187. O Praise the LORD, for It Is Good

1 O praise the LORD, for it is good
to sing unto our God;
'tis right and pleasant for his saints
to tell his praise abroad.
The LORD our God builds up his church,
finds those who draw apart;
he binds their wounds and gently leads,
he heals the broken heart.

2 Our Lord is great: he calls by name
and counts the stars of night;
his wisdom is unsearchable,
and wondrous is his might.
The LORD upholds the poor and meek
but brings the wicked low;
sing praise to him who sends the rain,
whose care the cattle know.

3 No human might, no earthly pride
delights the LORD above;
in those who fear him he delights,
in those who trust his love.
O Zion, praise the LORD your God,
his wondrous love confess;
he is your glory and your strength,
he will your children bless.

Text Information
First Line: O praise the LORD, for it is good to sing unto our God
Title: O Praise the LORD, for It Is Good
Publication Date: 1987
Meter: CMD
Scripture: Psalm 147:1-13
Topic: Love: God's Love to Us; Sickness & Health; Alleluias (2 more...)
Source: Psalter, 1912, alt.
Language: English
Tune Information
Composer (desc.): Dale Grotenhuis (1976)
Composer: John H. Stockton (1874)
Meter: CMD
Key: G Major
Copyright: Descant © 1976, Dale Grotenhuis

Text Information:

Scripture References:
st. 1 = Ps. 147:1-3
st. 2 = Ps. 147:4-9
st. 3 = Ps. 147: 10-13

The people of Jerusalem (v. 2) become the "church" (st. 1) in this hymn-like versification of Psalm 147. With minor alterations in each stanza, the versification comes from the 1912 Psalter. See PHH 147 for further commentary on Psalm 147.

Liturgical Use:
See PHH 147.

--Psalter Hymnal Handbook

Tune Information:

John H. Stockton (b. New Hope, PA, 1813; d. Philadelphia, PA, 1877) composed MINERVA for one of his own gospel-hymn texts, "Come, Every Soul by Sin Oppressed." The tune was published in his Salvation Melodies No.1 (1874); however, it had also been published earlier in Joyful Songs Nos. 1-3 Combined (1869) with the note "arr. by W. G. Fischer, by permission."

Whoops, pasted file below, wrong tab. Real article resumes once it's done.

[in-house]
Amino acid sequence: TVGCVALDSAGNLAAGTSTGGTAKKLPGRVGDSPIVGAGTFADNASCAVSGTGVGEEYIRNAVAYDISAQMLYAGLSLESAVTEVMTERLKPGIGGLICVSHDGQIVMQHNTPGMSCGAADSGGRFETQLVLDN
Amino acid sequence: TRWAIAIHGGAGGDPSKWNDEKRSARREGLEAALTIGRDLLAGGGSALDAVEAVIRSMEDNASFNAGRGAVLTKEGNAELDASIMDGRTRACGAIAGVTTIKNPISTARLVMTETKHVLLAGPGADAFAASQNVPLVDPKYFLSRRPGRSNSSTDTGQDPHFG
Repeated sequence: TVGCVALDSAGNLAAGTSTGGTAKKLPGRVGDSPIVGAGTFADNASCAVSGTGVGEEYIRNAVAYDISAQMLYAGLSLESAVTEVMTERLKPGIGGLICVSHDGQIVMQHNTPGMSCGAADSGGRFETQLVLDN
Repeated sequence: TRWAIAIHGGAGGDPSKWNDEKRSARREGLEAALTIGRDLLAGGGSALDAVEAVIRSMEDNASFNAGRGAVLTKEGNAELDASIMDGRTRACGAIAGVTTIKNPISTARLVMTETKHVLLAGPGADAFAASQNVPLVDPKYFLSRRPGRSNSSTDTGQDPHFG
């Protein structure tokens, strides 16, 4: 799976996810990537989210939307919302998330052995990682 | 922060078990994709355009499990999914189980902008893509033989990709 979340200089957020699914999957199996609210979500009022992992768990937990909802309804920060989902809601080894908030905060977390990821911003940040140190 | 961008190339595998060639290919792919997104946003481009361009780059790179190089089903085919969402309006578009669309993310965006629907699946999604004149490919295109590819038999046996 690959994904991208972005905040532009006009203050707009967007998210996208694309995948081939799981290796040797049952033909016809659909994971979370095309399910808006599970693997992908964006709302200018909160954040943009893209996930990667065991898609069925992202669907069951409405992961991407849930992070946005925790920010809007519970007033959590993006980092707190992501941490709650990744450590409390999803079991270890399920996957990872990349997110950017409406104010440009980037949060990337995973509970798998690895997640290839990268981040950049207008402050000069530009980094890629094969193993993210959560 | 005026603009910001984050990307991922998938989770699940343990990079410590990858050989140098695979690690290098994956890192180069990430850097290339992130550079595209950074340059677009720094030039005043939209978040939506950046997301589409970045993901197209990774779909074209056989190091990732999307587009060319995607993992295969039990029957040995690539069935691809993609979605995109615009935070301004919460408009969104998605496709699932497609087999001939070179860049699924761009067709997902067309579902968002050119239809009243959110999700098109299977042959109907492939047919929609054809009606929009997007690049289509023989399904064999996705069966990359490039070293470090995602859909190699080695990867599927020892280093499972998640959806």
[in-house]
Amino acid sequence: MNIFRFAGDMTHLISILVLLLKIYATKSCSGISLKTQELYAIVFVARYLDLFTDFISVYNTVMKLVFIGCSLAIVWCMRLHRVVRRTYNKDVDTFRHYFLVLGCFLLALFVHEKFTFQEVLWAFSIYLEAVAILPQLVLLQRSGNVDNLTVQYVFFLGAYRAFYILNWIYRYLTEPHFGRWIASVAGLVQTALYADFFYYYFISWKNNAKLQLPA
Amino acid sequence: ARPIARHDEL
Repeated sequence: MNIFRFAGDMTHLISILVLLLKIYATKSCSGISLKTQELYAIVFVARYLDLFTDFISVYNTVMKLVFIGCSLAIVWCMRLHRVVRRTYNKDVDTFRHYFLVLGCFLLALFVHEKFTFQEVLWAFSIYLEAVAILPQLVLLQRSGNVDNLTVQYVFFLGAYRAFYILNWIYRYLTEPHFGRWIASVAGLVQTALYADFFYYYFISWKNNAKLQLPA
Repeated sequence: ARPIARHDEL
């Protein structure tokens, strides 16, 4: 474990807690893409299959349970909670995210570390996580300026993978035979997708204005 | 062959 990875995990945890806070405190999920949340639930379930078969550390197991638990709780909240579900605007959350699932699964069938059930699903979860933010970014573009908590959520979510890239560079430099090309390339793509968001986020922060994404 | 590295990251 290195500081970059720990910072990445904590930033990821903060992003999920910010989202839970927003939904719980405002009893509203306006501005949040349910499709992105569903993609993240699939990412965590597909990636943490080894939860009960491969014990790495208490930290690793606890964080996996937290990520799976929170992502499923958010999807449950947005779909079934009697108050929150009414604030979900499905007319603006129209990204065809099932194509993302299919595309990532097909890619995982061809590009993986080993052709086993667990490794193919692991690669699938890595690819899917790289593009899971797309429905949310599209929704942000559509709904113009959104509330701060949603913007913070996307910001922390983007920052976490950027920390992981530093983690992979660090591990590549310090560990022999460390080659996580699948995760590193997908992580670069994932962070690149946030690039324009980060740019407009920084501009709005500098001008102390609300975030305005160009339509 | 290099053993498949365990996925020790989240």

The significance of the tune title MINERVA is unknown, unless for some reason it refers to the mythical Roman goddess of wisdom. It is also sometimes known as STOCKTON, after its composer.

Although born into a Presbyterian home, Stockton was converted at the age of twenty-one in a Methodist revival meeting. He became a lay preacher in the Methodist Church in 1844 and was ordained in 1857. After serving several pastorates in New Jersey, he retired in 1874 due to ill health. Throughout his ministry he was strongly interested in evangelism and music. When Dwight 1. Moody and Ira D. Sankey held their revival meetings in Philadelphia, Stockton assisted them and wrote several gospel songs and tunes for their use. He published two collections of hymns: Salvation Melodies (1874) and Precious Songs (1875).

MINERVA is a simple tune in ABB'B form with one consistent rhythmic pattern and the simple harmonization common to many gospel hymns–and thus is easy for guitar. Sing this tune in harmony at a lively tempo using crisp rhythms over a legato organ pedal. The descant was composed by Dale Grotenhuis (PHH 4) in 1976 as part of a collection of descants for the 1959 edition of the Psalter Hymnal.

--Psalter Hymnal Handbook

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